The lawsuit filed by Assemblymen James Gallagher and Kevin Kiley is to determine whether the governor has the emergency authority to make law without legislative authority, using his emergency powers during the COVID shutdown of the state. Gov. Gavin Newsom had issued 58 executive orders by the time Gallagher and Kiley filed their suit. Many of those decisions and executive orders were legally dubious if not outright unconstitutional, all under the guise of “public health.”
Gallagher and Kiley have consistently said throughout the lockdowns that the California Constitution is abundantly clear that the governor cannot make law himself, because only the Legislature can.
Wednesday, the Third District Court of Appeal issued their decision.
“The Third District sided with me and James on almost every legal issue,” Assemblyman Kiley posted on Twitter. “Yet it somehow found a path to avoid limiting the Governor’s powers. This case will be decided by the California Supreme Court.”
The Third District sided with me and James on almost every legal issue. Yet it somehow found a path to avoid limiting the Governor's powers. This case will be decided by the California Supreme Court. pic.twitter.com/YPdPNPCmQN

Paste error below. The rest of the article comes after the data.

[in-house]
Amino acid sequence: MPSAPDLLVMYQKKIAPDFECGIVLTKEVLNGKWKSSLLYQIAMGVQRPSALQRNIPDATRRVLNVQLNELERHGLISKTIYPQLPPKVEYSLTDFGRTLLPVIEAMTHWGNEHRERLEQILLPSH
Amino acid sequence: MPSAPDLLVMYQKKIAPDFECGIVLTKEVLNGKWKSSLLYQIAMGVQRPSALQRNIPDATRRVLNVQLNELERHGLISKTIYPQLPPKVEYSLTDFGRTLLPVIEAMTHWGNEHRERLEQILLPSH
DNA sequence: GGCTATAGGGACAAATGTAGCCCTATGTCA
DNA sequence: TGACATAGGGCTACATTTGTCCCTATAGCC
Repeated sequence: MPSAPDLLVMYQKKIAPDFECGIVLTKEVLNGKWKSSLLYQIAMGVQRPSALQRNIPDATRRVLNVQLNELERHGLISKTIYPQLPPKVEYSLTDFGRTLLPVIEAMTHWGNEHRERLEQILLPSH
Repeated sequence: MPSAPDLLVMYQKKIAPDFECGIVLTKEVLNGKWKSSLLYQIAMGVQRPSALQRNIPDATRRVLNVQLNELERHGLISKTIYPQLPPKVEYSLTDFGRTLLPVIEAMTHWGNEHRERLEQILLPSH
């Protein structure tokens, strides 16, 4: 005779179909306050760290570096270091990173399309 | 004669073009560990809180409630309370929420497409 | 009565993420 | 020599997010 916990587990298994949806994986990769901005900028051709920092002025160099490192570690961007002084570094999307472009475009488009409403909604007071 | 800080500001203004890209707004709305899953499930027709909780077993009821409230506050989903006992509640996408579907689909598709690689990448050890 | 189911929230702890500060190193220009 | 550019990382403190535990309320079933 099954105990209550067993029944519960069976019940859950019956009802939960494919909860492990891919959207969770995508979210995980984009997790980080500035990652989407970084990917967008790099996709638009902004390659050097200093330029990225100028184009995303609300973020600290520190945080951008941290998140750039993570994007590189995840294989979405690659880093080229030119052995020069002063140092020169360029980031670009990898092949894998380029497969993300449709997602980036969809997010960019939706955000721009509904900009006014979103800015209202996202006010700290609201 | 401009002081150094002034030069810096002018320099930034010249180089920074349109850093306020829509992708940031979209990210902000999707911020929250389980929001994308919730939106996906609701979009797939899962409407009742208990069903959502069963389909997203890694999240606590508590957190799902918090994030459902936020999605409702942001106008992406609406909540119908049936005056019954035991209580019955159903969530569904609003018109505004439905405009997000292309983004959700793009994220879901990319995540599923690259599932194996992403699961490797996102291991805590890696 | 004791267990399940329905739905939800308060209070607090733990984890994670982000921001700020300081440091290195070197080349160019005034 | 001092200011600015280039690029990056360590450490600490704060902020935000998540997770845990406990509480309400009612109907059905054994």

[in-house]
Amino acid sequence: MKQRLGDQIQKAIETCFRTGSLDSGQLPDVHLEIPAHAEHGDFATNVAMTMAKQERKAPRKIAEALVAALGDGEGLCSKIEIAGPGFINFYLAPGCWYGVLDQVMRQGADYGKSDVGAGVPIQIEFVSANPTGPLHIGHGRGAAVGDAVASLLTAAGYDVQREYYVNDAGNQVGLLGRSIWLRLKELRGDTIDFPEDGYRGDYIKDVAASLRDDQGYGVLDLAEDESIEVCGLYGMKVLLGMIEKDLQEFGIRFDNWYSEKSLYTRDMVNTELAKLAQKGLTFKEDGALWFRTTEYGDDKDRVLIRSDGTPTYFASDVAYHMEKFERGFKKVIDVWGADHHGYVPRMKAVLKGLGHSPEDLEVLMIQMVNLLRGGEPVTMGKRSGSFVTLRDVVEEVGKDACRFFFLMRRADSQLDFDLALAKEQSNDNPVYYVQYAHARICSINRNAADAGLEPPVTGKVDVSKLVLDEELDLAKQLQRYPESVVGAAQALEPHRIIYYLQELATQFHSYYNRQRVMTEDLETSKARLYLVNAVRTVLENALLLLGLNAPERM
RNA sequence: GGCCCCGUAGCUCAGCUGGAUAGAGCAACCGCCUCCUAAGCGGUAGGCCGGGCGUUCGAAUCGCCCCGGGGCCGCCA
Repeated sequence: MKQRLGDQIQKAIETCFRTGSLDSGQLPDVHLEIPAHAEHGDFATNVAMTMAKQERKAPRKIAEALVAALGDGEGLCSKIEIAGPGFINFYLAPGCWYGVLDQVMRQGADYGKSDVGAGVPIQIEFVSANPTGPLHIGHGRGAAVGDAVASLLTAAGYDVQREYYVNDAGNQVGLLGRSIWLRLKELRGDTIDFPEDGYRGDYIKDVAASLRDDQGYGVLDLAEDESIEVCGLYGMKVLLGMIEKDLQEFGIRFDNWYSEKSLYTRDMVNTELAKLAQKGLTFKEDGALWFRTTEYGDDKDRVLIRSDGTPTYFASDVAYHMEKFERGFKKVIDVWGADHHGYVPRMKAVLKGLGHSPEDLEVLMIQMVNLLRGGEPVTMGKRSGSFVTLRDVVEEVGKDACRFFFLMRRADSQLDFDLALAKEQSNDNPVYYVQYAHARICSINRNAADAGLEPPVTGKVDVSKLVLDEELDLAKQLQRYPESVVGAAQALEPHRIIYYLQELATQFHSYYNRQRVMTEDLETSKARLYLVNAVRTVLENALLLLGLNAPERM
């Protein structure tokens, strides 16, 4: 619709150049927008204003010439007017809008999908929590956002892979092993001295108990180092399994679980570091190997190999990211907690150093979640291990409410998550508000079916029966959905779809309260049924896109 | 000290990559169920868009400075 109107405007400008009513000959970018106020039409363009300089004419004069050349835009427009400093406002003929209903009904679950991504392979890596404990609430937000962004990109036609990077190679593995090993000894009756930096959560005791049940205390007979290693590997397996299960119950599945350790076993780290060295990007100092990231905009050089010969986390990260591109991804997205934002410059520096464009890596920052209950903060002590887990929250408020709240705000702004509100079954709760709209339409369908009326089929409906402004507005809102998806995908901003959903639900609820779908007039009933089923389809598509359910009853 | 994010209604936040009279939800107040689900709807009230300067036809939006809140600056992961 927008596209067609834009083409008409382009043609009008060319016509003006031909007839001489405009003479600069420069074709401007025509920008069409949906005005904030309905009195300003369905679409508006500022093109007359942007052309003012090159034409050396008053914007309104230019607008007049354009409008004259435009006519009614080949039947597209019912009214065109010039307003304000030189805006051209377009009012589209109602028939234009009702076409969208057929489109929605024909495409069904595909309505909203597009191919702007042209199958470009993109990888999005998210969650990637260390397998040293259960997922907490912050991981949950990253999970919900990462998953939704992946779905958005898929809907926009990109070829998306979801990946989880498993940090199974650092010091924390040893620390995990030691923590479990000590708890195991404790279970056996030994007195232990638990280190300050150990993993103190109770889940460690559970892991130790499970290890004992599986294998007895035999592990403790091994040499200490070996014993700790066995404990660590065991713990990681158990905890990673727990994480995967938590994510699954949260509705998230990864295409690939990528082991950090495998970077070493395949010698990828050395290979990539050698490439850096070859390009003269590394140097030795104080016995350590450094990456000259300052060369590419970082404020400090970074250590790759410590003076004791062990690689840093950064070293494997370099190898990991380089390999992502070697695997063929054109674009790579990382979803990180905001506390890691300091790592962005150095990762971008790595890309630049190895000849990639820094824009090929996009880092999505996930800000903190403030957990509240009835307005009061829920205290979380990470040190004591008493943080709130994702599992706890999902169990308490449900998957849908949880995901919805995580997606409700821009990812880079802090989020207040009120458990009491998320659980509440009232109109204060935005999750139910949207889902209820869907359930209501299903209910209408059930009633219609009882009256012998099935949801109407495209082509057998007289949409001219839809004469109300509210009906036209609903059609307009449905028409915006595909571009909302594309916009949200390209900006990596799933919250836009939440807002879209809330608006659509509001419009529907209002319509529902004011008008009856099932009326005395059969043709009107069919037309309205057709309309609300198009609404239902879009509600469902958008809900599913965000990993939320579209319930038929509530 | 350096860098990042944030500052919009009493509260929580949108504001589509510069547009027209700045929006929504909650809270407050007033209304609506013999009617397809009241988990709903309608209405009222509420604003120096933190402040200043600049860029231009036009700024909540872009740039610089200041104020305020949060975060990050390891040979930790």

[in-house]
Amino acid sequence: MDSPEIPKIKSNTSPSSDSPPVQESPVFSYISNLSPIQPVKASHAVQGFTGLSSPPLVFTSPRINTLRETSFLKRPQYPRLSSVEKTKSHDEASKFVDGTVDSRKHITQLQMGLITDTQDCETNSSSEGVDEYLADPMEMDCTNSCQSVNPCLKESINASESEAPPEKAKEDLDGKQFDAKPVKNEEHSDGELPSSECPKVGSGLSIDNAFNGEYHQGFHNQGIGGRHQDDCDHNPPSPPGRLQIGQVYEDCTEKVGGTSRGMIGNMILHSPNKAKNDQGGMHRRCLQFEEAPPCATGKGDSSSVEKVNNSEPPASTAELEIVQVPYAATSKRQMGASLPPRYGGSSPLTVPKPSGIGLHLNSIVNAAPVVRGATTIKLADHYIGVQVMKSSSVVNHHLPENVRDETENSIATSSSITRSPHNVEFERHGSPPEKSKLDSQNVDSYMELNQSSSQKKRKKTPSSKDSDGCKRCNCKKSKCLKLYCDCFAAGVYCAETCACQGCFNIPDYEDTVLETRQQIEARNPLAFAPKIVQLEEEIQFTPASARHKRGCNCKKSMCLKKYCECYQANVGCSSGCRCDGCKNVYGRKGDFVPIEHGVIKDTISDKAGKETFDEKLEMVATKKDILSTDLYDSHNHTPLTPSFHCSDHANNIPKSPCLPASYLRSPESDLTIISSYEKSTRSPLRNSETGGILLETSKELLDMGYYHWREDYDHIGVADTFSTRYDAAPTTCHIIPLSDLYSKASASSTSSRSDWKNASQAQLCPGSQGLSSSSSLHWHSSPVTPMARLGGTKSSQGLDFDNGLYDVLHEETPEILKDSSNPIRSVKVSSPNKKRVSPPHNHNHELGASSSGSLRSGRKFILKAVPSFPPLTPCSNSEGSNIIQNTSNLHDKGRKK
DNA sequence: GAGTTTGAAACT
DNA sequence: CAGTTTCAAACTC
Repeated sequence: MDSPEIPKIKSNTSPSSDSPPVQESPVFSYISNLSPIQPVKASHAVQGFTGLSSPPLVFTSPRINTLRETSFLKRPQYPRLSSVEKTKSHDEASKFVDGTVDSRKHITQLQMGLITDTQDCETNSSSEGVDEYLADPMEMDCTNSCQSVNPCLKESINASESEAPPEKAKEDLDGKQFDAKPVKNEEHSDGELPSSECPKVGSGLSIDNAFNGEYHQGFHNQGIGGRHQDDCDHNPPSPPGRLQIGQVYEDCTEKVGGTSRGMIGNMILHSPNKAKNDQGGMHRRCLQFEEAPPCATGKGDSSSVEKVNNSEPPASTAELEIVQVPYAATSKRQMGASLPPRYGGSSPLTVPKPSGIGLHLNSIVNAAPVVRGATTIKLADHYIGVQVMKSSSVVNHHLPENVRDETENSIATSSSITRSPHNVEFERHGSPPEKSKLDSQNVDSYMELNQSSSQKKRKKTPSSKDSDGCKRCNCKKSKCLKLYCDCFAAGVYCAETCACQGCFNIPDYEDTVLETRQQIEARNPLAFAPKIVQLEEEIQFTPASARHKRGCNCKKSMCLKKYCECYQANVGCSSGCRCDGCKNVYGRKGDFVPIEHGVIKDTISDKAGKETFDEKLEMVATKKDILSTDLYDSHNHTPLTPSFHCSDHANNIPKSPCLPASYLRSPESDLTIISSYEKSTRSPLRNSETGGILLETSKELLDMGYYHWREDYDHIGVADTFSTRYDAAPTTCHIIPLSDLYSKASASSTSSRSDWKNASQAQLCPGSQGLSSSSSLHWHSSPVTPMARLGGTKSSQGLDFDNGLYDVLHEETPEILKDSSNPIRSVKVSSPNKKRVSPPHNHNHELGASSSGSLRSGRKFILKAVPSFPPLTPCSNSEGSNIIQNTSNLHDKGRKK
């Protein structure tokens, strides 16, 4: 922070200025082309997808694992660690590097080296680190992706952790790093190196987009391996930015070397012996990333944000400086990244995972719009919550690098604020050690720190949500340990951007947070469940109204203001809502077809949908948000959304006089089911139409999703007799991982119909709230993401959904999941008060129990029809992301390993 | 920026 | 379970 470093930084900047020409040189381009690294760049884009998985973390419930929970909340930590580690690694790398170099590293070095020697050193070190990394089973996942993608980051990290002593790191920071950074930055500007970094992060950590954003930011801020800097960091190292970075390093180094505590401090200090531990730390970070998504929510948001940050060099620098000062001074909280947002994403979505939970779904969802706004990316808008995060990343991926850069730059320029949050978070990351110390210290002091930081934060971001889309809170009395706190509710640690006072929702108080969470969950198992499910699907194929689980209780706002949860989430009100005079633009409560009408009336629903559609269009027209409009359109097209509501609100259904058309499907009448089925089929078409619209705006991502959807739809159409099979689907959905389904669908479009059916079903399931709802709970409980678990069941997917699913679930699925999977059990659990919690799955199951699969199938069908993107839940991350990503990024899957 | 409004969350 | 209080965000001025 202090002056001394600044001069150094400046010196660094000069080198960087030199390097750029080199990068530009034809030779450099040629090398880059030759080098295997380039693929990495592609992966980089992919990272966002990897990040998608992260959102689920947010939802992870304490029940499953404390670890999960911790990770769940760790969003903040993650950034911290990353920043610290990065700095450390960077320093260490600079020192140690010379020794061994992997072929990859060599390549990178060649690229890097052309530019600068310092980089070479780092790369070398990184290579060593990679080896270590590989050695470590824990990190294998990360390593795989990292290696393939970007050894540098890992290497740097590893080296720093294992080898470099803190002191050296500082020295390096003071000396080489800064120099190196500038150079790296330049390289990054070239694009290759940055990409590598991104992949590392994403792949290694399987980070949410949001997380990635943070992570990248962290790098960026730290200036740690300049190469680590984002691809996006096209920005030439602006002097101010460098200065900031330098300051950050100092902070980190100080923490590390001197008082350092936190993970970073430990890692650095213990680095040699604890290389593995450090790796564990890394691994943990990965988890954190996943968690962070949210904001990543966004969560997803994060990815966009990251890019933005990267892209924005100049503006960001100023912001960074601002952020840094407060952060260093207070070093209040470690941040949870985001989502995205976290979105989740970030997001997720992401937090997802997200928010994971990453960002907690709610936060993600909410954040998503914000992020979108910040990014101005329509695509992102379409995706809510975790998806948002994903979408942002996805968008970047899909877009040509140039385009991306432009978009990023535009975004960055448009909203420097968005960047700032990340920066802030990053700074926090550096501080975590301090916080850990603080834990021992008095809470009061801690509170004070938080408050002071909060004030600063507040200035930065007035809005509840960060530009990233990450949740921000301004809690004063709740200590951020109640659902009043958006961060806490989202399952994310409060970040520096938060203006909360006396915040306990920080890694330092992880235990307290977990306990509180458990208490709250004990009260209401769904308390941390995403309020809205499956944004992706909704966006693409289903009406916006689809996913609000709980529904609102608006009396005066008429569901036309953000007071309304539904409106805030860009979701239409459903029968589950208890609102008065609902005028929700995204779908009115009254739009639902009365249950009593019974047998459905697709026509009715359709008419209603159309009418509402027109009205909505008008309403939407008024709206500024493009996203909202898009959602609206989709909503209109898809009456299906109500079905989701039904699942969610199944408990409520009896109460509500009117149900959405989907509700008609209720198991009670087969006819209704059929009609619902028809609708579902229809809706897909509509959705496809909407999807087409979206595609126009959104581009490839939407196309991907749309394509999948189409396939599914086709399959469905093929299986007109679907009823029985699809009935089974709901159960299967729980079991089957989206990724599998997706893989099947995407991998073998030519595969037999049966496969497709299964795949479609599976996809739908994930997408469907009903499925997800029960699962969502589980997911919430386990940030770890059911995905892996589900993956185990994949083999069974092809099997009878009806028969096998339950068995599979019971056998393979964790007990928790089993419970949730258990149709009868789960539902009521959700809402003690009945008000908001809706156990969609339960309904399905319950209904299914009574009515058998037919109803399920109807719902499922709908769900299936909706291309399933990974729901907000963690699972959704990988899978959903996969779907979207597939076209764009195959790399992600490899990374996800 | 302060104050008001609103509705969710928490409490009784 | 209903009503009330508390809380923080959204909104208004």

— Kevin Kiley (@KevinKileyCA) May 5, 2021
“Not the ruling we wanted, but this fight is far from over,” Assemblyman Gallagher posted on Twitter.
— James Gallagher (@J_GallagherAD3) May 5, 2021
The Assemblymen argued in their lawsuit that California’s Constitution has an explicit separation-of-powers provision, which Gov. Newsom has violated. “A California Governor is constitutionally forbidden from doing the very thing Gov. Newsom has done here: exercise legislative powers,” they say.
The Globe talked with Assemblyman Kiley about their filing in appeals court in December.
He explained that following their legal win in Sutter County Superior Court, Gov. Newsom and his legal team appealed Kiley and Gallagher’s trial court victory. This is what they write in their return response:
“This case concerns a limited point of law: whether the California Constitution countenances a dictatorship. Gavin Newsom is no Caesar, but his legal theory in this case and ruling philosophy this year are that of dictator legibus faciendis. The Executive can make laws at will, and the participation of the Legislature is at his discretion.”
They say in their response:
What is at issue is whether, in addition to this duly delegated authority, the Governor may lay claim to a form of “police power” that includes acts of purely legislative creation. Such power, if legitimized by this Court, would admit of no practical limitation.
This is the Third District Court of Appeal decision:appellate court decision on Kiley:Gallagher suit
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